Aging of the hematopoietic system results in an increased risk of developing cytopenias, Myelodysplastic syndromes (MDS), myeloproliferative disorders and leukemias. The Calvi laboratory and others have demonstrated the central role of osteoblastic lineage cells, a critical component of the marrow microenvironment, in normal hematopoietic stem and progenitor cell (HSPC) regulation. Aging changes HSPCs in both murine models and humans, decreasing their quiescence and their ability to reconstitute the marrow, and is thought to contribute importantly to aging of the whole hematopoietic system. Data are beginning to emerge supporting a role of the aging microenvironment on HSPC aging. However, this has not been described in humans, and it is unknown whether stimulation of the niche will reverse or mitigate the effects of aging. We have recently demonstrated that 2 pharmacologic agents which stimulate the marrow microenvironment (Parathyroid hormone and Prostaglandin E2) rapidly increase HSPC quiescence and stimulate the HSC niche in vivo. Based on these results, we hypothesize that aging of the niche contributes to HSPC dysfunction and that these changes can be remediated by niche stimulation. In this application, we propose a highly integrated and translational approach in which we will use young and aged human samples and murine experiments as well as 2 murine models of MDS to verify our central hypothesis and determine if use of treatments previously demonstrated to increase HSCs through microenvironmental stimulation can remediate age-dependent changes in the niche and /or in HSPCs. In this project we will determine if 1) HSPCs become dysfunctional in the setting of aging as a result of the aging niche and 2) targeted modulation of niche cells in the context of aging can improve HSPC support and prevent progression to MDS-related bone marrow failure. Completion of these aims will elucidate a novel therapeutic strategy to reverse marrow failure and susceptibility to leukemia in older adults.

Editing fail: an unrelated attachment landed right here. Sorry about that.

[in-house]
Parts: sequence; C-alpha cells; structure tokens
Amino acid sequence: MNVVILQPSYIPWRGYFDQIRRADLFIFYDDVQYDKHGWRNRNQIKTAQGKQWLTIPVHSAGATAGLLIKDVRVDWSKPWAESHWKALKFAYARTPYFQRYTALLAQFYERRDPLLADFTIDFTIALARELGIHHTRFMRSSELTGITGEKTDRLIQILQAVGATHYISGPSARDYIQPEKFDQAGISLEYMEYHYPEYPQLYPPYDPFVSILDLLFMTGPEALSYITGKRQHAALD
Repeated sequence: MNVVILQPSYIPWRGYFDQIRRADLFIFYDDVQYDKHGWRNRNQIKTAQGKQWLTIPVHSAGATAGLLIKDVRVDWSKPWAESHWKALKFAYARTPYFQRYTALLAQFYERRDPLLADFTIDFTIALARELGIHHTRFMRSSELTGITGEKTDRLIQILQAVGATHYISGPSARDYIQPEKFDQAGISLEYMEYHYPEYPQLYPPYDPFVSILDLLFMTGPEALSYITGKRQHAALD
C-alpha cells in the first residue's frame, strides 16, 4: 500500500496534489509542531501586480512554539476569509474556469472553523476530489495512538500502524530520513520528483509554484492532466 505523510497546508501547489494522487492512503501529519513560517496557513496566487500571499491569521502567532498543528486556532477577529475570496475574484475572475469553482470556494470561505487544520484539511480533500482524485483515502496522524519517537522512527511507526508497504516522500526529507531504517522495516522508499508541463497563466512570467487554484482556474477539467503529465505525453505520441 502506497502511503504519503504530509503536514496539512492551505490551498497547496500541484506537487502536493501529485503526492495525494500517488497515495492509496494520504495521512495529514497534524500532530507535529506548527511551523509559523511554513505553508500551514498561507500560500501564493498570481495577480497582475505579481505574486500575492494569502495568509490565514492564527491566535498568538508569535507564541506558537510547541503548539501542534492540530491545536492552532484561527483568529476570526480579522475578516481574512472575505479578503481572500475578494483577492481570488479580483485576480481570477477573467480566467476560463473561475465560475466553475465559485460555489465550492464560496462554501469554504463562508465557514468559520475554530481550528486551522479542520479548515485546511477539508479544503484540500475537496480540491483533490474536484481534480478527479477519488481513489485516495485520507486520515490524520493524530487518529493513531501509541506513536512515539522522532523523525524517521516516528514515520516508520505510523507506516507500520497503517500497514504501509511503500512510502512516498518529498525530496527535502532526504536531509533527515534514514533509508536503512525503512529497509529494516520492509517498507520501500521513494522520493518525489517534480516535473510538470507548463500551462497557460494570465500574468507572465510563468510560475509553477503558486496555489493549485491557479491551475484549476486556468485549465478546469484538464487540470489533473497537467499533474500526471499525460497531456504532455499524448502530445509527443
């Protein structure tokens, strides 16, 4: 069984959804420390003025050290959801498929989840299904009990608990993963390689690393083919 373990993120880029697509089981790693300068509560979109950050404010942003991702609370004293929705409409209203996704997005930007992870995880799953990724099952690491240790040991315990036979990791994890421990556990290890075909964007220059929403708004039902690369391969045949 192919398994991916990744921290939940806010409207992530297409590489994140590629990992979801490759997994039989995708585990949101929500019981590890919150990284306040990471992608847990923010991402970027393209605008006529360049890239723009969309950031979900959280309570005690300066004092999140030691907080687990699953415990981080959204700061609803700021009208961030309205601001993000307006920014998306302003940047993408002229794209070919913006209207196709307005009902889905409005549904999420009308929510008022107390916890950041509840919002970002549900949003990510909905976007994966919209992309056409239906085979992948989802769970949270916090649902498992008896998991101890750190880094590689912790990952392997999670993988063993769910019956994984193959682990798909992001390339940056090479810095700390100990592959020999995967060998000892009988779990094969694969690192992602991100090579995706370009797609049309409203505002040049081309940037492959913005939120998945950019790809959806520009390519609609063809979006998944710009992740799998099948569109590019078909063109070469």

Hematopoietic stem cells, HSCs, are at the apex of the hematopoietic hierarchy and their ability to maintain blood cell production is in part regulated through interactions with the surrounding bone marrow microenvironment, BME, or niche. Hematopoietic aging is manifested in impaired blood cell production, increased risk of infection, bleeding and the need for transfusions and it also results in increased risk of leukemia. In this application we propose to study how aging changes the interactions of the niche with HSCs. We have previously defined component of the niche which we can stimulate with therapies already available for the treatments of bone disorders in aged patients. Therefore we plan to also determine if these therapies will decrease the effects of hematopoietic aging and alter the risk of progression to MDS-related bone marrow failure. These studies will be performed in both human samples as well as mouse models of MDS, making our effort readily translatable to the clinic.
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|Calvi, Laura M; Link, Daniel C (2014) Cellular complexity of the bone marrow hematopoietic stem cell niche. Calcif Tissue Int 94:112-24|
|Hoffman, Corey M; Calvi, Laura M (2014) Minireview: complexity of hematopoietic stem cell regulation in the bone marrow microenvironment. Mol Endocrinol 28:1592-601|